All About Protein

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chicken-cookedProtein – From the Greek, proteios, meaning primary or of prime importance. In terms of nutrition, it is one of three macronutrients, the other two being fats and carbohydrates. We often think of protein solely as a nutrient necessary for muscle repair and growth, but it also supports vital functions like blood clotting, fluid balance, the production of enzymes and hormones, vision and cell repair. It is in every cell of your body.

Proteins are the building blocks of our bodies, and amino acids are the building blocks of protein. Amino acids contain carbon, oxygen, hydrogen, and nitrogen molecules joined or linked together in polypeptide chains. Amino acids are divided into two groups, essential and nonessential. The 11 nonessential aminos can be synthesized by your body from other nutrients and proteins while the 9 essential amino acids cannot be synthesized and must be consumed.

Protein: Incomplete vs. Complete

Proteins are further divided by their amino acid makeup. It is considered complete if it contains all of the essential proteins. It is considered incomplete if the amino content does not provide all of the essential aminos to meet our dietary needs.

Animal proteins are complete, meat, milk, eggs poultry, seafood and dairy products contain the necessary aminos, while plant sources of protein are incomplete. Example of plant proteins include beans, peas, soy, some grains, corn, tree nuts, many dark green leafy vegetables and legumes like peanuts. This is why protein combining is vital to a healthy vegan or vegetarian diet.

Protein combining is an approach to diet that helps the vegan or vegetarian consume the levels of all amino acids needed for optimal health. Basically, you are combining incomplete proteins in order to create a meal that is complete, containing essential aminos from a variety of sources.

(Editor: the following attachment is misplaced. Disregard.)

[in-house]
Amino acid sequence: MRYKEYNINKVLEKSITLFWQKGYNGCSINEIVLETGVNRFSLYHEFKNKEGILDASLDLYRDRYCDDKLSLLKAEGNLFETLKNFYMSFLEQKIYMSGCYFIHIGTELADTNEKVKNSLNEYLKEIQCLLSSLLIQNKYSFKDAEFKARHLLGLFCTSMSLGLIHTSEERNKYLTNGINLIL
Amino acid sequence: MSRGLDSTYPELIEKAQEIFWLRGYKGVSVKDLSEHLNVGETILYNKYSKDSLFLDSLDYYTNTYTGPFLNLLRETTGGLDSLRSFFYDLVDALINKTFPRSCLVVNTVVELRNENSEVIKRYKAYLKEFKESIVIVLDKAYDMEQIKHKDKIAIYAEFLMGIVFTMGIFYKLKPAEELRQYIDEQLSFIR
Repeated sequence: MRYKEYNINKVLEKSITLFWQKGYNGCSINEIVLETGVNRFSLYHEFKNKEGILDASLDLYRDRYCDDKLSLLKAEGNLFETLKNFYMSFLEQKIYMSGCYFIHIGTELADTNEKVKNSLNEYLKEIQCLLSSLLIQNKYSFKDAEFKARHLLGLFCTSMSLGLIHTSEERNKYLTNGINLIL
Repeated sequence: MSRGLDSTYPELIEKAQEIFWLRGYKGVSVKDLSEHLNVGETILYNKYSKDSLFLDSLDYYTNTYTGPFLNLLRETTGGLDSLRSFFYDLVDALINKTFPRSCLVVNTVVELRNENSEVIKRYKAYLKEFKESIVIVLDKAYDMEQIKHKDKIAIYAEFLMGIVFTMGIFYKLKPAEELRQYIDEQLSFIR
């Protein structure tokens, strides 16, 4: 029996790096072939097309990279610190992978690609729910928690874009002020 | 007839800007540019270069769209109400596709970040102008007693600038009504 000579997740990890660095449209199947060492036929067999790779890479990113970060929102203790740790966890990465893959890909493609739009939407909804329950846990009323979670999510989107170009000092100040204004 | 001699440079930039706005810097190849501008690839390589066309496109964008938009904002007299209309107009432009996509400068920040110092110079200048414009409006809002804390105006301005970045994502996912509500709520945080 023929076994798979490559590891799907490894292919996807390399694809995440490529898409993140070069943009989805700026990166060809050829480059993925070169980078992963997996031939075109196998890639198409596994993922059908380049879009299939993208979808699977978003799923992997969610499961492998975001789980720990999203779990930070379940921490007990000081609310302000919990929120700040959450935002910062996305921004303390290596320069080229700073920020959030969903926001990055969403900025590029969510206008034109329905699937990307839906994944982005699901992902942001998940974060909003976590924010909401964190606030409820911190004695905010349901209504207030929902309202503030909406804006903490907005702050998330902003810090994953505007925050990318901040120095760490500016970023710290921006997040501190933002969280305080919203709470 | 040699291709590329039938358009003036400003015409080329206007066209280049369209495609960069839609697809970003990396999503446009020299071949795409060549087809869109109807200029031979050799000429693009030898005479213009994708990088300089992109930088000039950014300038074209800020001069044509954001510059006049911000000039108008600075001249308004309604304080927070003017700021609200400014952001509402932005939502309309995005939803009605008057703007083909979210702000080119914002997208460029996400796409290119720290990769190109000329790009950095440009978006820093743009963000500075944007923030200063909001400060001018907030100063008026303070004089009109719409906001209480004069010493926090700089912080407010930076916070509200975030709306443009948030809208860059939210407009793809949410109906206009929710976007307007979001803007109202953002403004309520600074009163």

The most basic example of protein combining is rice and beans, a staple in Southern cooking, combining rice and beans or beans and cornbread were simple and affordable ways to replace meat when none was available or affordable. Another simple example, peanut butter on whole grain toast or rice cakes. Proteins that work together are said to be complementary proteins.

A word about balance. Meals should always include a balanced combination of the three macronutrients, lean protein, complex carbohydrates and healthy fatty acids. While your body CAN burn it as a fuel source, it is not a desired state.

Your body will first burn any available carbs for fuel and energy, once depleted your body will burn free fats and eventually stored body fat. But once these two are gone, or if only protein is available your body will burn protein, this results in a lack of available protein for muscle repair and maintenance. In extreme cases, your body will “eat” muscle to support metabolism, a destructive state known as catabolism.

To support optimal health, balance your meals and snacks, combine your proteins with complex carbs and fatty acids to provide energy to digest your meal and allow the protein to build strong muscles (and blood, hormones and cells).

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